Hernia in Horses


Equine Hernia

A hernia is one of many afflictions that can affect foals during birth. There are two types of hernia that a foal can suffer from, both of which may go by unnoticed until they have grown a bit more. They are caused by some type of defect in the wall of the abdomen, either affecting the umbilical area or the inguinal canal — a passage in the anterior abdominal wall. This is a congenital defect, one that should be repaired as soon as possible, as it poses a host of health problems for the horse.

Symptoms and Types

  • Umbilical Hernia
    • Appears during first six weeks of life
    • A rotund swelling in the abdominal area
    • Ring felt underneath the skin
  • Inguinal Hernia
    • Enlarged or weakened inguinal ring
    • Swelling in the inguinal area and, in males, near the scrotum
    • As time passes, the swelling will become larger

 

Causes

Umbilical hernias are due to a congenital birth defect. This defect can cause an abscess to form in the horse’s umbilical cord or weaken its abdominal wall, both of which can cause a hernia. Inguinal hernias, on the other hand, are a result of an increased pressure in the abdomen due to a difficult birthing and/or an enlarged inguinal ring — found at the entrance and the exit of the inguinal canal.

Diagnosis

It is not difficult to diagnose a hernia, at least with the help of a veterinarian. At times, foals do not begin to display symptoms until they are older. A veterinarian can diagnose a hernia within minutes by examining the horse’s abdomen.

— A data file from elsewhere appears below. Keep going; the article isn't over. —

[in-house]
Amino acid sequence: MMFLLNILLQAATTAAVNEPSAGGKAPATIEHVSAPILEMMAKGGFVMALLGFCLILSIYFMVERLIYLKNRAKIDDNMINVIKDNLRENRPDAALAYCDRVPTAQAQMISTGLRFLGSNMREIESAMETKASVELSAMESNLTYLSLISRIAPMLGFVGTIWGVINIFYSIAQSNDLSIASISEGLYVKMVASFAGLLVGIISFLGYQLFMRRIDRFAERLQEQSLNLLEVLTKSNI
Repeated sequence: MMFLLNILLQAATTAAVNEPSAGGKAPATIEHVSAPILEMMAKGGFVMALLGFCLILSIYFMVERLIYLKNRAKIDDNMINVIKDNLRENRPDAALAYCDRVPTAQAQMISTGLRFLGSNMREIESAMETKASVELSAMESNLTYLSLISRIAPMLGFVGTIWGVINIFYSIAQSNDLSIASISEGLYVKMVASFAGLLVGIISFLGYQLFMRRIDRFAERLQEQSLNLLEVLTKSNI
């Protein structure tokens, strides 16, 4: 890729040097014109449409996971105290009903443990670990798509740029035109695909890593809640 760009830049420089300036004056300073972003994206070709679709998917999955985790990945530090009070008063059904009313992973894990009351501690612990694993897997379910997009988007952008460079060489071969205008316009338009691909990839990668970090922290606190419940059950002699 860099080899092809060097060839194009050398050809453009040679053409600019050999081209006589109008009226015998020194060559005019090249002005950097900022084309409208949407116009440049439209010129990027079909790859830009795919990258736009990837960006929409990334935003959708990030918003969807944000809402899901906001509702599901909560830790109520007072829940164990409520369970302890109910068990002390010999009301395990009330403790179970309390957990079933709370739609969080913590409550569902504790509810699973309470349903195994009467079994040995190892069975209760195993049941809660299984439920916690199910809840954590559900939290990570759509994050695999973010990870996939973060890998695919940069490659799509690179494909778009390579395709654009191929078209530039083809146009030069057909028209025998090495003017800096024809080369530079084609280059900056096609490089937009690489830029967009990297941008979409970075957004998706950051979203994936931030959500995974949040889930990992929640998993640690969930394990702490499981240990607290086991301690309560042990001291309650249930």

inguinal canal

The opening in the wall of the abdomen from where the testes move into the scrotum

inguinal hernia

A condition in which the bowels protrude through a thin area of the groin

scrotum

The sac that holds the testes; may also be referred to as the scrotal sac

hernia

The condition of having a part of a body part protruding through the tissue that would normally cover it

dilate

To make something wider

abscess

A localized infection, usually a lesion filled with pus. Can be large or small in size.

anterior

In veterinary terms, used to refer to the front of the body.

abdominal wall

The abdominal wall is a group of bones, muscles, and vital tissues that make up the wall around the organs in the abdomen. Inside these bones, muscles, and tissues is a cavity, and the cavity is what houses the vital organs found inside the abdomen. The abdominal wall is vital for protection of these organs.

elastrator

The device that is used in bloodless castration; small bands

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